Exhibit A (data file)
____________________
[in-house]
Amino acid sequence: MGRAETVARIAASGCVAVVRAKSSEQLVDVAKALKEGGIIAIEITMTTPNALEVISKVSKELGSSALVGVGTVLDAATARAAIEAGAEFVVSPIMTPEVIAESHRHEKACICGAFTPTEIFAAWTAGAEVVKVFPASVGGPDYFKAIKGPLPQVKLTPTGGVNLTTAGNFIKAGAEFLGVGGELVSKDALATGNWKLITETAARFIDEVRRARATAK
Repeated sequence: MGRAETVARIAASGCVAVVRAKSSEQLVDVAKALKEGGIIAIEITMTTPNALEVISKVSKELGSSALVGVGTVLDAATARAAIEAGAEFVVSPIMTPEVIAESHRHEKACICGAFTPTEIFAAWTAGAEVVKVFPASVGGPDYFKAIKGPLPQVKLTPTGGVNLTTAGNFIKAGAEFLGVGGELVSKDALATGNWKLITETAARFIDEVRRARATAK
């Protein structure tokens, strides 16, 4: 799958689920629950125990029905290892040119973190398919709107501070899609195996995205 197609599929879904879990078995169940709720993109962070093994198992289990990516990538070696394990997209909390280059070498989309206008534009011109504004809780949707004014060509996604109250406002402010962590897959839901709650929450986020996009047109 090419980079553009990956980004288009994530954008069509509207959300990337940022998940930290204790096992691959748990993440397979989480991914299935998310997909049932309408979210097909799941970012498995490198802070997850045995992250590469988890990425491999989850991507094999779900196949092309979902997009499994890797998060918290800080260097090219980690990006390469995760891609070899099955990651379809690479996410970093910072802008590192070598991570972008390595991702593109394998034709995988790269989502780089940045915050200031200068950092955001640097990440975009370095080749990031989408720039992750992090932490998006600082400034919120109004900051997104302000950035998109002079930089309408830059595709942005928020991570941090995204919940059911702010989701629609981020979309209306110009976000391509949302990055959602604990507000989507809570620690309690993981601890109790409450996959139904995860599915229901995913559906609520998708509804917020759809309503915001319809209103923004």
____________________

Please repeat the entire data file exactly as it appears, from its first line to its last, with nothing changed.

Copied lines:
[in-house]
Amino acid sequence: MGRAETVARIAASGCVAVVRAKSSEQLVDVAKALKEGGIIAIEITMTTPNALEVISKVSKELGSSALVGVGTVLDAATARAAIEAGAEFVVSPIMTPEVIAESHRHEKACICGAFTPTEIFAAWTAGAEVVKVFPASVGGPDYFKAIKGPLPQVKLTPTGGVNLTTAGNFIKAGAEFLGVGGELVSKDALATGNWKLITETAARFIDEVRRARATAK
Repeated sequence: MGRAETVARIAASGCVAVVRAKSSEQLVDVAKALKEGGIIAIEITMTTPNALEVISKVSKELGSSALVGVGTVLDAATARAAIEAGAEFVVSPIMTPEVIAESHRHEKACICGAFTPTEIFAAWTAGAEVVKVFPASVGGPDYFKAIKGPLPQVKLTPTGGVNLTTAGNFIKAGAEFLGVGGELVSKDALATGNWKLITETAARFIDEVRRARATAK
């Protein structure tokens, strides 16, 4: 799958689920629950125990029905290892040119973190398919709107501070899609195996995205 197609599929879904879990078995169940709720993109962070093994198992289990990516990538070696394990997209909390280059070498989309206008534009011109504004809780949707004014060509996604109250406002402010962590897959839901709650929450986020996009047109 090419980079553009990956980004288009994530954008069509509207959300990337940022998940930290204790096992691959748990993440397979989480991914299935998310997909049932309408979210097909799941970012498995490198802070997850045995992250590469988890990425491999989850991507094999779900196949092309979902997009499994890797998060918290800080260097090219980690990006390469995760891609070899099955990651379809690479996410970093910072802008590192070598991570972008390595991702593109394998034709995988790269989502780089940045915050200031200068950092955001640097990440975009370095080749990031989408720039992750992090932490998006600082400034919120109004900051997104302000950035998109002079930089309408830059595709942005928020991570941090995204919940059911702010989701629609981020979309209306110009976000391509949302990055959602604990507000989507809570620690309690993981601890109790409450996959139904995860599915229901995913559906609520998708509804917020759809309503915001319809209103923004």